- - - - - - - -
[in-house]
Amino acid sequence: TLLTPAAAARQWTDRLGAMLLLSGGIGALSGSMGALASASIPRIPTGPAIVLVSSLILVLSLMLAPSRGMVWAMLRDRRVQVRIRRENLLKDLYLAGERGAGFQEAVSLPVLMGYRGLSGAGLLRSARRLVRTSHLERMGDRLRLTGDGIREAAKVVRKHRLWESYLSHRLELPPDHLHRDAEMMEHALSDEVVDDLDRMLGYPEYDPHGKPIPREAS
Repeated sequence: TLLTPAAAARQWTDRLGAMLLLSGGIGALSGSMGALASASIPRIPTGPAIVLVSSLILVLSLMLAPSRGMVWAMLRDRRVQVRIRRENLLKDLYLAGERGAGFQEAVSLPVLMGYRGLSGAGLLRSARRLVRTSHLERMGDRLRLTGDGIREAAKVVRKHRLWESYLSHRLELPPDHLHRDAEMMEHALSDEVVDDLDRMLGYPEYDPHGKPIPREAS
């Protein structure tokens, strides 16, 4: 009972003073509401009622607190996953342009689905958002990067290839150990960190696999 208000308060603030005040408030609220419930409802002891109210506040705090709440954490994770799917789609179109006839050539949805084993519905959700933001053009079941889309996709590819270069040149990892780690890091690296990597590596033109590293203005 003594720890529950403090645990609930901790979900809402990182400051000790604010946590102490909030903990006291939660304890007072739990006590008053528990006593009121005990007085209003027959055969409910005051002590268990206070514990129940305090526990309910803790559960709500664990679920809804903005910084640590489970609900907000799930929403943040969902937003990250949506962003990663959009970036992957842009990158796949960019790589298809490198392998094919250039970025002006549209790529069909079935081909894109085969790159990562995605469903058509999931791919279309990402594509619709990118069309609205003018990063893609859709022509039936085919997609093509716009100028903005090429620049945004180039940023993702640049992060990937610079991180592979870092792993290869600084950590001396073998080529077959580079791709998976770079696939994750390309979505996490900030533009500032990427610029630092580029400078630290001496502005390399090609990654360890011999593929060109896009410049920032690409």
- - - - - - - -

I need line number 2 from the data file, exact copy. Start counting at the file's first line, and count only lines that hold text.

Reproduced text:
Amino acid sequence: TLLTPAAAARQWTDRLGAMLLLSGGIGALSGSMGALASASIPRIPTGPAIVLVSSLILVLSLMLAPSRGMVWAMLRDRRVQVRIRRENLLKDLYLAGERGAGFQEAVSLPVLMGYRGLSGAGLLRSARRLVRTSHLERMGDRLRLTGDGIREAAKVVRKHRLWESYLSHRLELPPDHLHRDAEMMEHALSDEVVDDLDRMLGYPEYDPHGKPIPREAS